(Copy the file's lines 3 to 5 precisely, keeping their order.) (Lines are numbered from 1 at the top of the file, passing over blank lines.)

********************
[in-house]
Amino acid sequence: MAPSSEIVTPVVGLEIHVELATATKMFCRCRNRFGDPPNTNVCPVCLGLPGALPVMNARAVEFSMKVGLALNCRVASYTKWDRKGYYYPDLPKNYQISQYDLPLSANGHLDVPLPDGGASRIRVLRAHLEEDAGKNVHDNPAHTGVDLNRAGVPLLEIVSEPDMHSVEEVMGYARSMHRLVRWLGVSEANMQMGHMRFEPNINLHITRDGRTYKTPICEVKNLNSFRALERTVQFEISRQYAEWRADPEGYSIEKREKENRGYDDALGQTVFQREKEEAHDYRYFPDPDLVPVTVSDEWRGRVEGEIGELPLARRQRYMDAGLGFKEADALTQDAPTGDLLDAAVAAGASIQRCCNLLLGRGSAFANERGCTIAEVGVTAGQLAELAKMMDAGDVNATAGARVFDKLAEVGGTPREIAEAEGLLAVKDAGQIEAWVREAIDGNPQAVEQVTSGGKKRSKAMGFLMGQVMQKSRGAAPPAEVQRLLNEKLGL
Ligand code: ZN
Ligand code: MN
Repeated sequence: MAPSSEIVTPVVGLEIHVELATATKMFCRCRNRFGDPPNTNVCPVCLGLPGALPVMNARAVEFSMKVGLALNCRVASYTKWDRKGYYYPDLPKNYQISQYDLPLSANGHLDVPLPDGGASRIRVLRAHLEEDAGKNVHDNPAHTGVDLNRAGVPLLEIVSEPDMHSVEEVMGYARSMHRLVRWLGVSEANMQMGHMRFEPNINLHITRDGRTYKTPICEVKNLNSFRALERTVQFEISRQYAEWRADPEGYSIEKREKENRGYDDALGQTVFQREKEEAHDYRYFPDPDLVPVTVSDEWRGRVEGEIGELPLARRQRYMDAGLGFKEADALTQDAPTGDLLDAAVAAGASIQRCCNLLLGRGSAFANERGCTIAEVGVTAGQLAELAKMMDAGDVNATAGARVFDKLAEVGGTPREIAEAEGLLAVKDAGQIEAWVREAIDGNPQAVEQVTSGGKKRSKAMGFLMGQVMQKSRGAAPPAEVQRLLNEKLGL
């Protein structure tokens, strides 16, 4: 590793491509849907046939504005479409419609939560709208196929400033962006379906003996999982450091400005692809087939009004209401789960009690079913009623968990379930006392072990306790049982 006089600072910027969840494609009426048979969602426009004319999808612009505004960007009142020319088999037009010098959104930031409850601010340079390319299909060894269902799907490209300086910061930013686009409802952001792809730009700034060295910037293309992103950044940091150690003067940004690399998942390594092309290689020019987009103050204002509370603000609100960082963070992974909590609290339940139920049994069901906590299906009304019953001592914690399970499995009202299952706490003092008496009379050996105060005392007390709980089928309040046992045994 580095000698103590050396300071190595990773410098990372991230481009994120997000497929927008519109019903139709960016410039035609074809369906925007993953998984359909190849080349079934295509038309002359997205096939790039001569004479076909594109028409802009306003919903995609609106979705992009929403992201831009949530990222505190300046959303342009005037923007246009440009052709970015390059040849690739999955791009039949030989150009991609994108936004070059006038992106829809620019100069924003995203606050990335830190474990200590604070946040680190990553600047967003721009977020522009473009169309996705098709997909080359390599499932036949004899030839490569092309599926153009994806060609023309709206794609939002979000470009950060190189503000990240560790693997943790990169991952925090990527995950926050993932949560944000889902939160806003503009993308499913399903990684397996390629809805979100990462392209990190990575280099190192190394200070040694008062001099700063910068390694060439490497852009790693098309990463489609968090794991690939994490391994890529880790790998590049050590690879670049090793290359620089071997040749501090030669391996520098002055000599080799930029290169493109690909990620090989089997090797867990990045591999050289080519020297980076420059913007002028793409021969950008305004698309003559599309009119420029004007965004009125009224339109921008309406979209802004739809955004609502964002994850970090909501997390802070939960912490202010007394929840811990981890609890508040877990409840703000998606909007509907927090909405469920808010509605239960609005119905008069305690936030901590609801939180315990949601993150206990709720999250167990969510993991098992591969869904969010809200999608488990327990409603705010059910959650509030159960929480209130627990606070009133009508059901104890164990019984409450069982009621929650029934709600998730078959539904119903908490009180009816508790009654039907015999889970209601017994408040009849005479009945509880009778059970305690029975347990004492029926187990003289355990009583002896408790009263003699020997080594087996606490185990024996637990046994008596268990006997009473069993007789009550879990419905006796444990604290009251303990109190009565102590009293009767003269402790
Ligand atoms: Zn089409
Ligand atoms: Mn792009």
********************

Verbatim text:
Ligand code: ZN
Ligand code: MN
Repeated sequence: MAPSSEIVTPVVGLEIHVELATATKMFCRCRNRFGDPPNTNVCPVCLGLPGALPVMNARAVEFSMKVGLALNCRVASYTKWDRKGYYYPDLPKNYQISQYDLPLSANGHLDVPLPDGGASRIRVLRAHLEEDAGKNVHDNPAHTGVDLNRAGVPLLEIVSEPDMHSVEEVMGYARSMHRLVRWLGVSEANMQMGHMRFEPNINLHITRDGRTYKTPICEVKNLNSFRALERTVQFEISRQYAEWRADPEGYSIEKREKENRGYDDALGQTVFQREKEEAHDYRYFPDPDLVPVTVSDEWRGRVEGEIGELPLARRQRYMDAGLGFKEADALTQDAPTGDLLDAAVAAGASIQRCCNLLLGRGSAFANERGCTIAEVGVTAGQLAELAKMMDAGDVNATAGARVFDKLAEVGGTPREIAEAEGLLAVKDAGQIEAWVREAIDGNPQAVEQVTSGGKKRSKAMGFLMGQVMQKSRGAAPPAEVQRLLNEKLGL